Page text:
American Religious Identification Survey 2008
The Institute for the Study of Secularism in Society and Culture (ISSSC)
The Leonard E. Greenburg Center for the Study of Religion in Public Life
Trinity College, Hartford, Connecticut
The American population self-identifies as predominantly Christian but Americans are slowly becoming less Christian.
Based on their stated beliefs rather than their religious identification in 2008, 70% of Americans believe in a personal God, roughly 12% of Americans are atheist (no God) or agnostic (unknowable or unsure), and another 12% are deistic (a higher power but no personal God).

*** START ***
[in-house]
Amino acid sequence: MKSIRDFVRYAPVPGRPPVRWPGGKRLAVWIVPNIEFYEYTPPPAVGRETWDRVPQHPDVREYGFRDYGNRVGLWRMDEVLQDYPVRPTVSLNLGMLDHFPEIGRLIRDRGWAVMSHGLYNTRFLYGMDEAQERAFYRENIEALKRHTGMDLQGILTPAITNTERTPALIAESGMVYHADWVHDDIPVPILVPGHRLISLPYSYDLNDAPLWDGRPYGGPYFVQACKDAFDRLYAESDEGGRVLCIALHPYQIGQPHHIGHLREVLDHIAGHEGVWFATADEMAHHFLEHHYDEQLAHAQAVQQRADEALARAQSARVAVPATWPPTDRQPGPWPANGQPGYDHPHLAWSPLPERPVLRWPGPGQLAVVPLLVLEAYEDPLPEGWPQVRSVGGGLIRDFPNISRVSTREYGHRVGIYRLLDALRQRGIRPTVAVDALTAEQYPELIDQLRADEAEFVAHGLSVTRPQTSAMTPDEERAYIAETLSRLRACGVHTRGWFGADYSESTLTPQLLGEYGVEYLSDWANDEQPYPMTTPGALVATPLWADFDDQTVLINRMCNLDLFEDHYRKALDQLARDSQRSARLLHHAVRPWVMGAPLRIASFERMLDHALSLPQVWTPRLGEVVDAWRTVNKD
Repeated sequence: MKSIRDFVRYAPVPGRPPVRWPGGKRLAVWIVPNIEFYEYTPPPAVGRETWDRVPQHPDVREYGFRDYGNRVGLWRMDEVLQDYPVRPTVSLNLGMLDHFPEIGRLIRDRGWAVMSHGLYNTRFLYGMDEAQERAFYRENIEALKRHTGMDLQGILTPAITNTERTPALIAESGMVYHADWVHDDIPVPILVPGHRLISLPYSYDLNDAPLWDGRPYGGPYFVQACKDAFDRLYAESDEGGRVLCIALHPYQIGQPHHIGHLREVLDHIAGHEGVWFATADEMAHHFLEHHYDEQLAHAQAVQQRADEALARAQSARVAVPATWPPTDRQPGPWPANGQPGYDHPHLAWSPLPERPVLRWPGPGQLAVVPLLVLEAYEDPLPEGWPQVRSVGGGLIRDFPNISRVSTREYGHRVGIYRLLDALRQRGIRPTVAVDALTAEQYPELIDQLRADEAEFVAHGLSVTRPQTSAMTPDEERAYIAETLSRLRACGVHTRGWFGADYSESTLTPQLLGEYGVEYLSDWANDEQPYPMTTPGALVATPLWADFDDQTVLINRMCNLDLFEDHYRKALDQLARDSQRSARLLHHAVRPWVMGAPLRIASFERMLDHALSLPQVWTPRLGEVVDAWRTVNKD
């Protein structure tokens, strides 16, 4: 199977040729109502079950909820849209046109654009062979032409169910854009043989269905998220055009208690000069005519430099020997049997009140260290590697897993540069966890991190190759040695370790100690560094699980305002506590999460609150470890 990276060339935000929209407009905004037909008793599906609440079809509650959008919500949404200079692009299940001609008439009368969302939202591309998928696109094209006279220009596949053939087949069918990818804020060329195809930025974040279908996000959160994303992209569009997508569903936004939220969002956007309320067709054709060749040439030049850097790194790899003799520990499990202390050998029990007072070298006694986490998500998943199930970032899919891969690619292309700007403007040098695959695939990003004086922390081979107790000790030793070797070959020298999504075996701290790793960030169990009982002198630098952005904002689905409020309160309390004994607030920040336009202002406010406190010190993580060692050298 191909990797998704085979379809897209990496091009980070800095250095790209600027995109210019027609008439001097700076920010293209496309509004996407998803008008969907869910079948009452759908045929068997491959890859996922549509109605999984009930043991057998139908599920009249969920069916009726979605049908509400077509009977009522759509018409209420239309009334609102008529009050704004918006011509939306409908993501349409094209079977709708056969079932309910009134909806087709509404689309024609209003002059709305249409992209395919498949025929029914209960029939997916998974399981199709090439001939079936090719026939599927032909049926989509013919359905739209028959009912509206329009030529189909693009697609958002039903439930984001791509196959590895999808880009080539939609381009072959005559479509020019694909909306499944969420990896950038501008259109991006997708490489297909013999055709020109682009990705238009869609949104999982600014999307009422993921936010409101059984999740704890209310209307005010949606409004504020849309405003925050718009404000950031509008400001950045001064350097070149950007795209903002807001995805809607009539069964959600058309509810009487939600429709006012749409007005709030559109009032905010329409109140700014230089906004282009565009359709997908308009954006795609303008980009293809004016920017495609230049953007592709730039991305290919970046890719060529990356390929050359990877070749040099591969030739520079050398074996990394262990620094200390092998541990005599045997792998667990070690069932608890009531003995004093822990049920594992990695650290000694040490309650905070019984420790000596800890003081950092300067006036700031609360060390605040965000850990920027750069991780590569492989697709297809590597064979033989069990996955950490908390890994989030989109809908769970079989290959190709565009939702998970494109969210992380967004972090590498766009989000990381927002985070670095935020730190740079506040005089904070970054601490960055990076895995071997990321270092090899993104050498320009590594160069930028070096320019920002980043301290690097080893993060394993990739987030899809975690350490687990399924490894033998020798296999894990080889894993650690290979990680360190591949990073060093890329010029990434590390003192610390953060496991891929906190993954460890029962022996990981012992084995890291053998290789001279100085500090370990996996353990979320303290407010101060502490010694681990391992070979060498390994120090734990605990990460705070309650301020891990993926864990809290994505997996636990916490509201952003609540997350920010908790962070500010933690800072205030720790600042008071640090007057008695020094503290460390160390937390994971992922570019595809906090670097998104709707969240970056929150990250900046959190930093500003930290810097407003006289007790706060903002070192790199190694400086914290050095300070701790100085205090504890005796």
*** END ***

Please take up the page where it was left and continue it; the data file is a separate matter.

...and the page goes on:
The “Nones” (no stated religious preference, atheist, or agnostic) continue to grow, though at a much slower pace than in the 1990s, from 8.2% in 1990, to 14.1% in 2001, to 15.0% in 2008.
Northern New England has now taken over from the Pacific Northwest as the least religious section of the country, with Vermont, at 34 percent “Nones,” leading all other states by a full 9 points.
One more reason to love New England.
Mormons make up a minuscule 1.4% of the total US population. That number has not changed since 1990 despite a massive missionary effort (Part IA, Table 3).